The fake site would then either prompt for that code you received, or you would just accept the push request thinking that you’re logging into the real site. In reality, the attacker just logged in to the real Google, and you accepting the push (or providing the code) allowed them to do it.
Here’s a live demo of another real-time phishing tool doing just this:
- Always double-check the URL of any site to which you provide your password.
Attack #7: Mobile malware
Many variants of malware are designed for mobile phones. These variants can read sensitive data from your phone, like one-time codes. Any Android application, for example, can read and send SMS texts when given permission. iOS devices do not allow any app to replace the default messenger for reading and sending texts.
Mobile malware comes in many shapes and sizes. Some rely on the phone being jailbroken, and other times they jailbreak the phone themselves. At a high-level, a malicious application on your phone can steal one-time codes from the device.
- Be cognizant of what applications you run on your phone.
- Limit the permissions you give applications installed on your phone.
Why is U2F better?
The problem with one-time codes is that anyone, anywhere in the world, can enter them.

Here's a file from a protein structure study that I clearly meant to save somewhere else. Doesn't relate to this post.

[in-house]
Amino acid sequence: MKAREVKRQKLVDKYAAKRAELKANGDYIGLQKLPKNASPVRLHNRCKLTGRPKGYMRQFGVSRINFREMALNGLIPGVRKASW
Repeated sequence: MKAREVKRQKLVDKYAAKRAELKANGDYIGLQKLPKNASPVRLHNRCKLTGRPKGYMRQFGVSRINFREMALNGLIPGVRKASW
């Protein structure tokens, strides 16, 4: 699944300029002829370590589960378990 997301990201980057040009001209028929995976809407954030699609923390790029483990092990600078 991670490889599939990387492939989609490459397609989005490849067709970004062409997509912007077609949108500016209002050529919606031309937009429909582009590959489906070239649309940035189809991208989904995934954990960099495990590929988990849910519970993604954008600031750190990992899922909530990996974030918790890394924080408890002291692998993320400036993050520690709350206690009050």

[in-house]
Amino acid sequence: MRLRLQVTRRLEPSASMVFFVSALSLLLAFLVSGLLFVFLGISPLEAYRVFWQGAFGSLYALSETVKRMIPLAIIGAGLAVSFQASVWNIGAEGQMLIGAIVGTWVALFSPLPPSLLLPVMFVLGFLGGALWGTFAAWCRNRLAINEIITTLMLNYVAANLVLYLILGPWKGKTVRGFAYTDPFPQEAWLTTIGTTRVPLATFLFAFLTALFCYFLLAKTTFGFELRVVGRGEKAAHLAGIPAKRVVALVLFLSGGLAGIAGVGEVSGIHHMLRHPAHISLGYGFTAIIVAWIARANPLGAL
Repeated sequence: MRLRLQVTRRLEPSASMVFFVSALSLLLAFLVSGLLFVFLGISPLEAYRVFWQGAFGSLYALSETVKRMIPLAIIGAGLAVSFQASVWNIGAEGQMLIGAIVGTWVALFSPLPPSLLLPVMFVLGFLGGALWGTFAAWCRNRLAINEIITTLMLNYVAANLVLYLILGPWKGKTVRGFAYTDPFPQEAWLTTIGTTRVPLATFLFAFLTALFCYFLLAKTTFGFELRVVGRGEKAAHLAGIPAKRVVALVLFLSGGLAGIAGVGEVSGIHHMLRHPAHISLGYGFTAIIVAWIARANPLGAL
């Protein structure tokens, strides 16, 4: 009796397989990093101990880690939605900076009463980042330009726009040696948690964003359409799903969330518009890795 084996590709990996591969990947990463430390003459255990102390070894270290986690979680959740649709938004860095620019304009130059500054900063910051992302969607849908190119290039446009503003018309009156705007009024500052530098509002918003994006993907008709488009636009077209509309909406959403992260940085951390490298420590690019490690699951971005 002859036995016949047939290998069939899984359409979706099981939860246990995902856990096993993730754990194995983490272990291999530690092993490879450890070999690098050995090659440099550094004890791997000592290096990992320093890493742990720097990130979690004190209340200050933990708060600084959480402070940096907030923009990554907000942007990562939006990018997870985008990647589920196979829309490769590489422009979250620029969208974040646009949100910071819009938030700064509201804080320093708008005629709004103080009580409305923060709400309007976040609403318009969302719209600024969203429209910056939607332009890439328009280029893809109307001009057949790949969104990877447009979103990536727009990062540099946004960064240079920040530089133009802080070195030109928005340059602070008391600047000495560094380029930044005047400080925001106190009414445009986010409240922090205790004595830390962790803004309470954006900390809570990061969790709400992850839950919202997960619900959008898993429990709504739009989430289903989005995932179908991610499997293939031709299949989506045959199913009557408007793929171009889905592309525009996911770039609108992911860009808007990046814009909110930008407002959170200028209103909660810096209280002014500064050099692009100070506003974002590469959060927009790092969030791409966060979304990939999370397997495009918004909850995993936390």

A U2F-capable device doesn’t provide one-time codes for authentication; rather, it provides a cryptographic signature that can only be produced by that physical device. The private key material can never be extracted from the device, because it’s tied to the hardware.
Here’s a simplified image from Yubico on how U2F prevents phishing by having the device sign the URI, and prevents man-in-the-middle attacks by also signing the TLS channel ID:
Furthermore, these U2F devices support a “test of user presence” — that is, they may require a physical touch of the device to release a signature. To this effect, malware on your system cannot authenticate to a site without your physical input.
In short: when you have U2F set up, an attacker would need physical access to your U2F-capable device. There isn’t a one-time code they can simply enter from anywhere in the world — they need the device itself to generate the signature!
Use U2F as your second-factor for sites that support it, and never worry about getting phished on that site again.
If you enjoyed this post, you can follow me on Twitter, where I post more frequently.